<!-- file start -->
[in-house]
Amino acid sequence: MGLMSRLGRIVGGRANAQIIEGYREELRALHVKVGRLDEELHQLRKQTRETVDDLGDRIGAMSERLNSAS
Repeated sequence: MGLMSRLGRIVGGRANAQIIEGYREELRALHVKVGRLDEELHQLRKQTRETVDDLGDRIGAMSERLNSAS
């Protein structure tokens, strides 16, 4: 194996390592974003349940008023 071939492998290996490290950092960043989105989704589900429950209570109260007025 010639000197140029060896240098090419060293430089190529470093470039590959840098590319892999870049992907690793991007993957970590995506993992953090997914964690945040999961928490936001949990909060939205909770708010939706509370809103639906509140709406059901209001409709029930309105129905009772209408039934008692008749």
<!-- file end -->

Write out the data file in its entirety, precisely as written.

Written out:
[in-house]
Amino acid sequence: MGLMSRLGRIVGGRANAQIIEGYREELRALHVKVGRLDEELHQLRKQTRETVDDLGDRIGAMSERLNSAS
Repeated sequence: MGLMSRLGRIVGGRANAQIIEGYREELRALHVKVGRLDEELHQLRKQTRETVDDLGDRIGAMSERLNSAS
């Protein structure tokens, strides 16, 4: 194996390592974003349940008023 071939492998290996490290950092960043989105989704589900429950209570109260007025 010639000197140029060896240098090419060293430089190529470093470039590959840098590319892999870049992907690793991007993957970590995506993992953090997914964690945040999961928490936001949990909060939205909770708010939706509370809103639906509140709406059901209001409709029930309105129905009772209408039934008692008749």